Home > Dissolution Local 600, Election 2010, Local 600 Governance > An Attorney Says Members’ Rights at Risk

An Attorney Says Members’ Rights at Risk

May 8, 2010

Dear Fellow Local 600 Member,

Your elected union leadership and the final legal status of Local 600 will be decided next Friday, May 14th. I’m asking members to please vote in your union election. Ballots must be received by 11:59 PM this Thursday, May 13th. I’m strongly recommending a NO vote on corporate dissolution (AKA, “The Green-Ballot Measure”).

If membership authorizes the dissolution of Local 600’s non-profit mutual-benefit corporate status, then I assure you, that decision will be irreversible. The new association’s Articles of Association will be written to ensure permanence in perpetuity. You will never again regain the rights that you are now being asked to willingly surrender. Vote wisely.


Below is an impartial legal opinion on the issue of corporate dissolution for your review.

Bill Roberts
1st Assistant Cameraman
WRC/NEB Alternate
Candidate for National Secretary-Treasurer

Dear Members of Local 600,

As an attorney who represents a variety of California nonprofit corporations and who does not work for or represent any of the unions affiliated with IATSE, I was asked by Bill Roberts, a candidate for National Secretary-Treasurer, for my views regarding the memo by Local 600 legal counsel David Adelstein supporting dissolution of Local 600 as a nonprofit corporation entity and its conversion to an unincorporated association.

·       Guaranteed membership rights. The legal guarantee of specific rights of membership to members of a California nonprofit corporation prevents the board of directors from ignoring members’ wishes on significant decisions including election of directors, sale or transfer of the assets of the corporation, merger or dissolution. Members retain the ultimate control over the leadership and direction of the corporation. Such broader and stronger rights are in addition to union members’ rights under federal law. Why give them up?

·       California law does not tell unions how they should be run. Federal law controls how unions represent their members in bargaining with employers. California nonprofit laws don’t address union activities. They simply create an easily known and understood framework for the relationship between members and their board of directors and are successfully used by thousands of nonprofit membership corporations.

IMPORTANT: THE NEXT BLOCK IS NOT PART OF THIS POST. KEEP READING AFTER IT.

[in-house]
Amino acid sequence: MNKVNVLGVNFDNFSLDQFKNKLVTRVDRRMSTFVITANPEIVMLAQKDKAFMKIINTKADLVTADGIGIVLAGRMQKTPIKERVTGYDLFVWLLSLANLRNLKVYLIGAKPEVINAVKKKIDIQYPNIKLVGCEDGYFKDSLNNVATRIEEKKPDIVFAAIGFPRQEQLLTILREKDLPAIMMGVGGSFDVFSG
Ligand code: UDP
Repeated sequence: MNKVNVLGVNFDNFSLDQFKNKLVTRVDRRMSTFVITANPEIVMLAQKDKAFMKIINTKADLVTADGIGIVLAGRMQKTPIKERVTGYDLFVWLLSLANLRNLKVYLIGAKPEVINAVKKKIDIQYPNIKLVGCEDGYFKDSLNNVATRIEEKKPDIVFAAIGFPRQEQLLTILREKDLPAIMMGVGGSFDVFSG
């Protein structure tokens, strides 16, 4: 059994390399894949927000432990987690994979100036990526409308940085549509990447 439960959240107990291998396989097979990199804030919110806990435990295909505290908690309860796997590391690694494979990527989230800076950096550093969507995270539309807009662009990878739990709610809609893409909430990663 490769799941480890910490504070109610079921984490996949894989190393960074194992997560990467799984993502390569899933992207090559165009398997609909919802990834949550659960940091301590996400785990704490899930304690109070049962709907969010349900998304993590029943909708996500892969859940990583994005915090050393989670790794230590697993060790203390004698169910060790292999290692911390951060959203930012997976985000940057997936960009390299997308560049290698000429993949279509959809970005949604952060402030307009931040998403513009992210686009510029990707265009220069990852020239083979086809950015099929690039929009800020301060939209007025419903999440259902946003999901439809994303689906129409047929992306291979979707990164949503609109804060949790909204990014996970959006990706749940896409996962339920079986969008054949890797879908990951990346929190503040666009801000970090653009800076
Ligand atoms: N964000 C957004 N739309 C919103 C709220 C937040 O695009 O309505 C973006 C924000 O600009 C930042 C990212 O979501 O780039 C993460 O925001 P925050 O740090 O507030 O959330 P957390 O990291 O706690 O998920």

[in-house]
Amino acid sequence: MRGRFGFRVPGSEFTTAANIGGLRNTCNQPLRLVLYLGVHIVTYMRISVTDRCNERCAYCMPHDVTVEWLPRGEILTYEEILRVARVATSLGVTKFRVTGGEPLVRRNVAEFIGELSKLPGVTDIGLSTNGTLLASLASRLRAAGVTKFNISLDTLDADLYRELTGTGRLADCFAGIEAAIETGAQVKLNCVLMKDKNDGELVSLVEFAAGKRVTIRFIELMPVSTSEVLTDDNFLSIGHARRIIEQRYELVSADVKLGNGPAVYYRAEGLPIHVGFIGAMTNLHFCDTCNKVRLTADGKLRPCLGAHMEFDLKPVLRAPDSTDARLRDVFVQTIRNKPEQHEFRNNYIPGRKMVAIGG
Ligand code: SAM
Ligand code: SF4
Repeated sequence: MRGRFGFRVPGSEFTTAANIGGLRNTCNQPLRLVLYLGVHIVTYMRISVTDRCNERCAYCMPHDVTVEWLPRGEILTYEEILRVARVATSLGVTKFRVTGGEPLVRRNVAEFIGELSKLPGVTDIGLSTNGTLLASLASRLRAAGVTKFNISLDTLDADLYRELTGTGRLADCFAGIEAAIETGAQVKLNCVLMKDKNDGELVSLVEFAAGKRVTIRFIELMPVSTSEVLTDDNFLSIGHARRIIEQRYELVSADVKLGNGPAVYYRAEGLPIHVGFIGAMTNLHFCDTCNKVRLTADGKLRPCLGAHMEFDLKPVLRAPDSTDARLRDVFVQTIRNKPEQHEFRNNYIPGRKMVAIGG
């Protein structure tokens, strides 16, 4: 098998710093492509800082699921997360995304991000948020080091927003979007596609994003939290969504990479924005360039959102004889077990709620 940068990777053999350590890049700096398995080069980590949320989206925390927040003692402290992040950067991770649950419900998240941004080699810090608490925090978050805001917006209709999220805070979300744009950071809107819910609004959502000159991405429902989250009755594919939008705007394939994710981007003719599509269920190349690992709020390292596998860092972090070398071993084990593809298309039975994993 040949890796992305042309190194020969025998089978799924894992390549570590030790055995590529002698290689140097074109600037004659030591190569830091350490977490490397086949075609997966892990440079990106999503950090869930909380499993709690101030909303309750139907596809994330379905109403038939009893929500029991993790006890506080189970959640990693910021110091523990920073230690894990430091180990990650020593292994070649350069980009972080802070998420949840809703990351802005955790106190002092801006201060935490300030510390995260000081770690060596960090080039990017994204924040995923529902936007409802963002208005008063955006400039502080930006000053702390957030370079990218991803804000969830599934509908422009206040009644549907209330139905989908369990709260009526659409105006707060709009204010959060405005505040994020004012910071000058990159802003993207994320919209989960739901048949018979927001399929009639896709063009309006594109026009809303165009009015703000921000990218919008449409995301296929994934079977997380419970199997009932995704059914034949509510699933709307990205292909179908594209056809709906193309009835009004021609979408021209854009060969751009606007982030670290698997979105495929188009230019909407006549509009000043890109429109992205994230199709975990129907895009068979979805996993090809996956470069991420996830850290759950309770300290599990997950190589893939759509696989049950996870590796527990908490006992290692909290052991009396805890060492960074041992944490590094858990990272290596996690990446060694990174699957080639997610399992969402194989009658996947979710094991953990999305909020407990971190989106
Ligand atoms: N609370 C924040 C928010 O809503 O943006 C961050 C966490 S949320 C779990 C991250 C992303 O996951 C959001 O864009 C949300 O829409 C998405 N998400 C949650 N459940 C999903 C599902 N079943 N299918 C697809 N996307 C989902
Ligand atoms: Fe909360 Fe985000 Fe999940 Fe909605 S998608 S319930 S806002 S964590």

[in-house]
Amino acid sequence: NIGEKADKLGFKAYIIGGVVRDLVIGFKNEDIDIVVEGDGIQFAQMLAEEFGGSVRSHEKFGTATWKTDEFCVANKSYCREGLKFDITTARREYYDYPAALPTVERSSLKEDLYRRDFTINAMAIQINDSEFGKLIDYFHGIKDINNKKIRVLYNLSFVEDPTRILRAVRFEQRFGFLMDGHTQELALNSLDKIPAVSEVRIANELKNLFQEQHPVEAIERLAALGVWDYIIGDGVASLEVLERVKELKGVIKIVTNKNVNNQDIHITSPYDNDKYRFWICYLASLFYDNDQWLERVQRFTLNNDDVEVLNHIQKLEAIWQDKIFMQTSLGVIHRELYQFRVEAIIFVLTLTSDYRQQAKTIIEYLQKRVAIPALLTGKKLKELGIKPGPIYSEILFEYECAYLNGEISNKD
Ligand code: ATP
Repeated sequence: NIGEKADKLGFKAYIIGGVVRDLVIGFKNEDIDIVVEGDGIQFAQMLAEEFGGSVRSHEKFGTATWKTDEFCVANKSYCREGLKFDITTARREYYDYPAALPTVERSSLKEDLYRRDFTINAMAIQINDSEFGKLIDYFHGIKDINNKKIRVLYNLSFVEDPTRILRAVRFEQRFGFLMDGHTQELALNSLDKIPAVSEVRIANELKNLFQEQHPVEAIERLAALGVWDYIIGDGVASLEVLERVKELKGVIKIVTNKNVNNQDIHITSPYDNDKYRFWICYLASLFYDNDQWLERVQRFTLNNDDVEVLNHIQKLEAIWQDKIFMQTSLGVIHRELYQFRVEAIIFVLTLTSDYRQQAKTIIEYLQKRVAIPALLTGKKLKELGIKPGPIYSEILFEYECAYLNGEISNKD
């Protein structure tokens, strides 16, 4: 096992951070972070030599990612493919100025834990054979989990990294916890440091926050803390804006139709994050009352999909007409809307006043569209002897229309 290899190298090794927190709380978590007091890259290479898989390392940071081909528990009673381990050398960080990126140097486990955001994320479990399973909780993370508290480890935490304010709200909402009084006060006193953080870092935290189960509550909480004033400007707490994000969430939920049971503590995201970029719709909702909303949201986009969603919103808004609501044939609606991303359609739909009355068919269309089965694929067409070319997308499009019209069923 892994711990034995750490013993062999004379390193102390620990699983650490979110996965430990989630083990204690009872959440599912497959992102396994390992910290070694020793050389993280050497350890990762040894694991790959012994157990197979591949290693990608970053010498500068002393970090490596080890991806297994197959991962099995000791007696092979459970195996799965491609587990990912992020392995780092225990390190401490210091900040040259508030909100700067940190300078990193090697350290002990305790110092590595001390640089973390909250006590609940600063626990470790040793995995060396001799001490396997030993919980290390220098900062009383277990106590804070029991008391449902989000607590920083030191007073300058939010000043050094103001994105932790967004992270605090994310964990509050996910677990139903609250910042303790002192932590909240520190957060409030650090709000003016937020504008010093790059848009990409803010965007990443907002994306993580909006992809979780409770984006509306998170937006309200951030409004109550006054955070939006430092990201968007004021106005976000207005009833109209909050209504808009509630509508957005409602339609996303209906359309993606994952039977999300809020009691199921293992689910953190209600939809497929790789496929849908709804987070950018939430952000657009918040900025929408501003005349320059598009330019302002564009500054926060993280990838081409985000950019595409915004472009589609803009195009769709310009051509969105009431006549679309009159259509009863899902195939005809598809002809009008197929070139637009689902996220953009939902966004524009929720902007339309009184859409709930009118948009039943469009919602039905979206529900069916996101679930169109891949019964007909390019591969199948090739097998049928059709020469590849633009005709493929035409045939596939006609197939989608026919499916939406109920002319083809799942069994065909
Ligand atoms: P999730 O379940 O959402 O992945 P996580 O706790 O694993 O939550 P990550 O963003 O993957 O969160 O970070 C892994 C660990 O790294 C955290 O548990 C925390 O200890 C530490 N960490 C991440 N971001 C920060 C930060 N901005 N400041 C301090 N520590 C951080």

·       Unincorporated associations lack membership rights. In sharp contrast to members’ clearly stated rights in California nonprofit corporation law, there are no laws which grant members any rights in unincorporated associations. Those in power grant and take away any rights. If Local 600 votes to surrender its corporate form, members’ guaranteed rights will be lost. Without California nonprofit law to limit the expansion of union leadership’s power, the members of Local 600 may face a union leadership focused less on the needs of membership and more on the needs of union leadership.

·       Local 600 was founded as a nonprofit corporation. The founders of Local 600 chose the nonprofit corporate form to best serve the needs of the Local when they could have started as an unincorporated association. The Local has successfully operated as a corporation for 57 years. Despite Mr. Adelstein’s argument that “You don’t want the government, state or federal, telling you how to run your union,” he only cites minor examples where California nonprofit laws in any way hindered the operation of Local 600. However, if dissolution of the corporation is approved, your corporate membership rights will be adversely impacted. For example, under California law, as a member you have a prorata ownership interest in the assets of Local 600; upon dissolution of the corporation, you would be entitled to receive your share. As a member of an unincorporated association, you have no such interest. Your dues paid for the building. Why give up your ownership interest to IATSE or other union entity?

Local 600’s nonprofit corporate form may be a “regular irritant” for Local 600’s General Counsel because it requires him to accord to members their rights under California corporate laws. However, his implied criticism that “inertia alone might cause those few remaining unions to remain a corporation” flies in the face of the judgment made by the founders of Local 600 to be a nonprofit corporation to protect the rights of all members against union leadership seeking its own benefit.

Dissolution (the “green-ballot” measure) will surrender your guaranteed rights as members under California law for uncertain and revocable rights as members in an unincorporated association. A union member interested in the continuity of guaranteed membership rights would call a vote against dissolution, “good judgment” rather than “inertia.”

Martin J. Trupiano, Esq.
Encino, CA
Independent Counsel to Member Bill Roberts